The size of any Kilimanjaro crew depends on how many climbers attend and how much equipment there is to carry. Let’s say there are eight climbers – on a regular climb, that requires a crew of 40.

The exact number of crew will be determined at Londorossi Gate, when everything is weighed. You’ll be introduced to each crew member by name, and you’ll be besties by the end of the adventure!

Below we explain how we work out our crew-to-climbers ratio ...

Lead guide – 1 per trek group

He is the overall trek leader, responsible for your health and safety. He can also be referred to as the expedition leader.

Wilderness training update

Follow Alice lead trek guide Chris (white shirt) doing a Wilderness First Responder refresher course at the Sentinel Outdoor Institute

Assistant guides – 1 for every 2 or 3 climbers

These folks lead you safely and efficiently up the mountain, answer your questions, and monitor your health. They can also be referred to simply as guides.

Cook – one per trek group

He prepares all of your food (breakfast, lunch, dinner, drinks and snacks).

Raja Kilimanjaro

Hello again, Raja!

Porters – 3 per climber

These guys and gals carry food, camping equipment and everyone’s personal belongings, set up and strike camp, and take on various other duties.

Helping porters – numbers vary per trek

These folks work as porters but each has an additional duty such as serving as your waiter, washing dishes or servicing the toilet tent.


Every Kilimanjaro climb is only made possible by the efforts of a large team of guides, porters and the cook working together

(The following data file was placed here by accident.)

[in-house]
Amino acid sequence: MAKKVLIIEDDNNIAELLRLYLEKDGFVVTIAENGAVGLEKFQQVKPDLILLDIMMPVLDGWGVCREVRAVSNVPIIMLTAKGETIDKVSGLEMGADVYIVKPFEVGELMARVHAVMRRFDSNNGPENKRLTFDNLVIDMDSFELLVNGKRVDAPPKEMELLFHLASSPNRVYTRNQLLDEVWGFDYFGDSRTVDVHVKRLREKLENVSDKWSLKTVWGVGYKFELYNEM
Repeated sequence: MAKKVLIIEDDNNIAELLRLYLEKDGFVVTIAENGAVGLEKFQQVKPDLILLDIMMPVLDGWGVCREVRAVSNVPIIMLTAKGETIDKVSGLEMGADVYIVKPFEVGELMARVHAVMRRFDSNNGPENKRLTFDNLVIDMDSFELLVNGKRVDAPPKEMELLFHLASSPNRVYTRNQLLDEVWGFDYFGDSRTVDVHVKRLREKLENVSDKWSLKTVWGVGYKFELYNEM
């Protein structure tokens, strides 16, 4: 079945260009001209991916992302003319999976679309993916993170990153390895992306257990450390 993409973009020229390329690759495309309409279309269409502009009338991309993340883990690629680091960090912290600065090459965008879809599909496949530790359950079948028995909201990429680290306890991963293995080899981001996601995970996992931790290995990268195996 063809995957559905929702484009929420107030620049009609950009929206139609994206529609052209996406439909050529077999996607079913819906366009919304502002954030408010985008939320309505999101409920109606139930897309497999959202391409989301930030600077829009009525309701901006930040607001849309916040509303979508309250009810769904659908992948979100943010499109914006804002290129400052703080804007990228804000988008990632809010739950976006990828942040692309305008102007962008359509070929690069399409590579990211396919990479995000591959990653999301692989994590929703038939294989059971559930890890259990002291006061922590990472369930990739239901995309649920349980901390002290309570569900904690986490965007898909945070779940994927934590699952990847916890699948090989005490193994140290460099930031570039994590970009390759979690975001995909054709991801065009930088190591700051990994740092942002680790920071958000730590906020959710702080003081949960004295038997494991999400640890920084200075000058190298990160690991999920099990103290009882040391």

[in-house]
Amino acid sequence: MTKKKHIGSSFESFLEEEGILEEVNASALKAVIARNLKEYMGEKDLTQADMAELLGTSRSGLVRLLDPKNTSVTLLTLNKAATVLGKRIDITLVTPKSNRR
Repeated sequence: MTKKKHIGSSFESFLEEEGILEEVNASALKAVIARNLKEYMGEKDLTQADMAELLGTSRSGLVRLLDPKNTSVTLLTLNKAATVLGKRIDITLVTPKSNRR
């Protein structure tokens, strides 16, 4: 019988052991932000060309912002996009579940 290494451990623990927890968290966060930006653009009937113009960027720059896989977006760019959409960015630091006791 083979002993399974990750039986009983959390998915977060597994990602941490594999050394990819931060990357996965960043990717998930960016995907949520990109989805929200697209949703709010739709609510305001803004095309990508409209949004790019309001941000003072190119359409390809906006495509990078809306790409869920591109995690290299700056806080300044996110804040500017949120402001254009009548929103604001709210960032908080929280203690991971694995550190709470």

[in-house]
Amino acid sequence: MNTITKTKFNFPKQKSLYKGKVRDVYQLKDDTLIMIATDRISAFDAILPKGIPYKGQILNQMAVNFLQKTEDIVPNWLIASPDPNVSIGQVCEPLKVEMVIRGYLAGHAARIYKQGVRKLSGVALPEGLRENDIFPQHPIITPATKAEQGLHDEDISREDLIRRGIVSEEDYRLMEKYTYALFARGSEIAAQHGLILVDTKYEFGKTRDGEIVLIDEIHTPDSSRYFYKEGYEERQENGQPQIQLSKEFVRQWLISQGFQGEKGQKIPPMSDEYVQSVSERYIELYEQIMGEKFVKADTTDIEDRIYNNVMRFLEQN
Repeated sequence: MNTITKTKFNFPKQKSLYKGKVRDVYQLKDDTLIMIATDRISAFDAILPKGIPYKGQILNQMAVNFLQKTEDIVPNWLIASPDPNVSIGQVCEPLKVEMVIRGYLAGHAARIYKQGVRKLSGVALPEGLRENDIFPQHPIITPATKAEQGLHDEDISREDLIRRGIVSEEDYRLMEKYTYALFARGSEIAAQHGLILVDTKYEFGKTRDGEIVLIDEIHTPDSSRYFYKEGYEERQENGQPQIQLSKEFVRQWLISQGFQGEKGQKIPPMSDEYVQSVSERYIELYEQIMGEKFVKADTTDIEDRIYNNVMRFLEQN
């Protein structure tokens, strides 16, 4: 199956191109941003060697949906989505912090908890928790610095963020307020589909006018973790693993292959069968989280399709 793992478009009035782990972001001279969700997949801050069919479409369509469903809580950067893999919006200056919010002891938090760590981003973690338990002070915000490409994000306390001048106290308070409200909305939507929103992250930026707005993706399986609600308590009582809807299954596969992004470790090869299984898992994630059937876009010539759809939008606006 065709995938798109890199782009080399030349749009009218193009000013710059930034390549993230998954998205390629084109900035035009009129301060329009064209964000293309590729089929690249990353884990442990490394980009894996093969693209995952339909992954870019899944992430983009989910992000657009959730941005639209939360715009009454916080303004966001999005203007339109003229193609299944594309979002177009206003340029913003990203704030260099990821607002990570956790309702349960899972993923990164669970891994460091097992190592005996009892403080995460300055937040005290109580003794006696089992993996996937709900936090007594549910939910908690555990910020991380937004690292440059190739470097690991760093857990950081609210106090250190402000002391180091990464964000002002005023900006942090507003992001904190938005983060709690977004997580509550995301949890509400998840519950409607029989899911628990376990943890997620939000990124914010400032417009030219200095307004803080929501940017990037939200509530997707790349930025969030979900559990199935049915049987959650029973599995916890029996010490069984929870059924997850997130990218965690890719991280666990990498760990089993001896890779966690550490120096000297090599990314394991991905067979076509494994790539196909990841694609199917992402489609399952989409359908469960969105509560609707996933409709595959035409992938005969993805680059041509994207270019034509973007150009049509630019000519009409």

The importance of having enough guides on each climb

Some budget Kilimanjaro tour operators try to cut costs by having fewer guides on each climb. This is a risky move. For starters, you don't want a guide to have to monitor the health and progress of too many climbers. A guide who is stretched thin is less available to you (for answering questions, encouraging you, and so on), and also less likely to pick up on any subtle signs of altitude sickness. We like to have one guide for every two or three climbers.


Florence is one of our excellent Kilimanjaro guides

Too few guides can also leave your group in a precarious position should someone need to be evacuated off the mountain. You need enough guides so that the one who descends the mountain with the sick or injured climber doesn't leave a gaping hole in the team – in other words, doesn't leave the remaining climbers without sufficient guidance and oversight.

Choosing a safe Kilimanjaro route

There are seven routes up Kilimanjaro, each with different pros and cons. Importantly, some allow for better acclimatisation than others, and so improve your chances of not developing altitude sickness. We recommend reading our post on the seven Kilimanjaro routes in which we identify for you the routes that offer the best acclimatisation and so offer a safer climb.

Carlos on Lemosho route on Kilimanjaro

The Lemosho is one of our two favourite routes as it offers really good acclimatisation

A note about travel insurance ...

Insurance is not included in the trip price. That said, travel insurance is a mandatory requirement for climbing Kilimanjaro with Follow Alice. It’s essential you choose a policy that covers you for “hiking up to 6,000 m above sea level”.

The summit of Mount Kilimanjaro, Kibo cone

The summit of Kilimanjaro is 5,895 m above sea level, so you need insurance that covers you for trekking to that height

Most of us at Follow Alice, as well as many of our clients, opt to buy travel insurance from World Nomads. We would, however, recommend that you also do your own research into finding a company that you feel offers comprehensive yet affordable insurance.

Chat to us if you have any questions

As always, we welcome you to reach out to us with any questions or concerns you may have. We're here to help!

Jess and Chris

We're sure you'll agree, we're an extremely approachable bunch of folks!